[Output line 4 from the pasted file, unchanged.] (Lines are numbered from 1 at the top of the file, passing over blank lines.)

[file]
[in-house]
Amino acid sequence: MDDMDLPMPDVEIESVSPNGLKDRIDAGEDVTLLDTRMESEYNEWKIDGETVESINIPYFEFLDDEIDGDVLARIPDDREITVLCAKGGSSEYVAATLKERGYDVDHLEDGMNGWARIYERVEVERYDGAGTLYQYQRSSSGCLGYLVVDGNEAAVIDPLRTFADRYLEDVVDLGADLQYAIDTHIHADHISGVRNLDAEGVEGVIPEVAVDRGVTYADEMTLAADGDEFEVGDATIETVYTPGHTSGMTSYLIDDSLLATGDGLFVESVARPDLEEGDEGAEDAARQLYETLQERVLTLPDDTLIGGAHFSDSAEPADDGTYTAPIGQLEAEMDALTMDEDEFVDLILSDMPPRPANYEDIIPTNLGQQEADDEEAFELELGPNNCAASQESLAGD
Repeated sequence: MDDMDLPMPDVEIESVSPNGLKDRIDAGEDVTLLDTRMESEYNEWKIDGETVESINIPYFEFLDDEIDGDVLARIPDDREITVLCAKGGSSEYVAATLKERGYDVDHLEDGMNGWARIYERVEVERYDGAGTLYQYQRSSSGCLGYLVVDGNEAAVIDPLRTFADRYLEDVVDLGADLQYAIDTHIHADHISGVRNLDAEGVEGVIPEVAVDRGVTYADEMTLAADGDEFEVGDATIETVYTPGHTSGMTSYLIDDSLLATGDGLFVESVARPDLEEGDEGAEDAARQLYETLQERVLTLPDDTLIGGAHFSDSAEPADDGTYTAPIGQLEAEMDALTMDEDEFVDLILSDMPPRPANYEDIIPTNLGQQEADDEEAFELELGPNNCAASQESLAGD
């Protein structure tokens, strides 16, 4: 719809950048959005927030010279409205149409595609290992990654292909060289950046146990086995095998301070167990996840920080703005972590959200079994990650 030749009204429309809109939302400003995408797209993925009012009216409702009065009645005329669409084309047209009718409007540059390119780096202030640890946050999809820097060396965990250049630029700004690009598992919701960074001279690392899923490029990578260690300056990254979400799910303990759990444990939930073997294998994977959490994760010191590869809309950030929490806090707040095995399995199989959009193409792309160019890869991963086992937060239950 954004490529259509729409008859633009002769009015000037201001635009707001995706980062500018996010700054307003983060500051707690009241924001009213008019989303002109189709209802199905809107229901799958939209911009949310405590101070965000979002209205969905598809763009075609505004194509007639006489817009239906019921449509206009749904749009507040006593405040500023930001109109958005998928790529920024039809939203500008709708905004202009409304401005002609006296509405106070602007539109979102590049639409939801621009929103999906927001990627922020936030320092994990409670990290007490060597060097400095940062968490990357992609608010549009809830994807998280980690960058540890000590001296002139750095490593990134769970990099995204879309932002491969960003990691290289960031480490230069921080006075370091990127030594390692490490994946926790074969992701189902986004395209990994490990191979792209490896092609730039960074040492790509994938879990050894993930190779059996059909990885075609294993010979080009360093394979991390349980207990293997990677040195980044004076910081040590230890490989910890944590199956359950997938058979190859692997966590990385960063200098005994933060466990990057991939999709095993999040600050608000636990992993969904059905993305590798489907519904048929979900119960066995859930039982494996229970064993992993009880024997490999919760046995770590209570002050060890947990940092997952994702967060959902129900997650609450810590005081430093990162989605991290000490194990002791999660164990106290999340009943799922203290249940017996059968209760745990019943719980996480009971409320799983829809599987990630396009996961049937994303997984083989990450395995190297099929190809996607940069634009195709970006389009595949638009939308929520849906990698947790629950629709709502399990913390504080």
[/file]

């Protein structure tokens, strides 16, 4: 719809950048959005927030010279409205149409595609290992990654292909060289950046146990086995095998301070167990996840920080703005972590959200079994990650 030749009204429309809109939302400003995408797209993925009012009216409702009065009645005329669409084309047209009718409007540059390119780096202030640890946050999809820097060396965990250049630029700004690009598992919701960074001279690392899923490029990578260690300056990254979400799910303990759990444990939930073997294998994977959490994760010191590869809309950030929490806090707040095995399995199989959009193409792309160019890869991963086992937060239950 954004490529259509729409008859633009002769009015000037201001635009707001995706980062500018996010700054307003983060500051707690009241924001009213008019989303002109189709209802199905809107229901799958939209911009949310405590101070965000979002209205969905598809763009075609505004194509007639006489817009239906019921449509206009749904749009507040006593405040500023930001109109958005998928790529920024039809939203500008709708905004202009409304401005002609006296509405106070602007539109979102590049639409939801621009929103999906927001990627922020936030320092994990409670990290007490060597060097400095940062968490990357992609608010549009809830994807998280980690960058540890000590001296002139750095490593990134769970990099995204879309932002491969960003990691290289960031480490230069921080006075370091990127030594390692490490994946926790074969992701189902986004395209990994490990191979792209490896092609730039960074040492790509994938879990050894993930190779059996059909990885075609294993010979080009360093394979991390349980207990293997990677040195980044004076910081040590230890490989910890944590199956359950997938058979190859692997966590990385960063200098005994933060466990990057991939999709095993999040600050608000636990992993969904059905993305590798489907519904048929979900119960066995859930039982494996229970064993992993009880024997490999919760046995770590209570002050060890947990940092997952994702967060959902129900997650609450810590005081430093990162989605991290000490194990002791999660164990106290999340009943799922203290249940017996059968209760745990019943719980996480009971409320799983829809599987990630396009996961049937994303997984083989990450395995190297099929190809996607940069634009195709970006389009595949638009939308929520849906990698947790629950629709709502399990913390504080």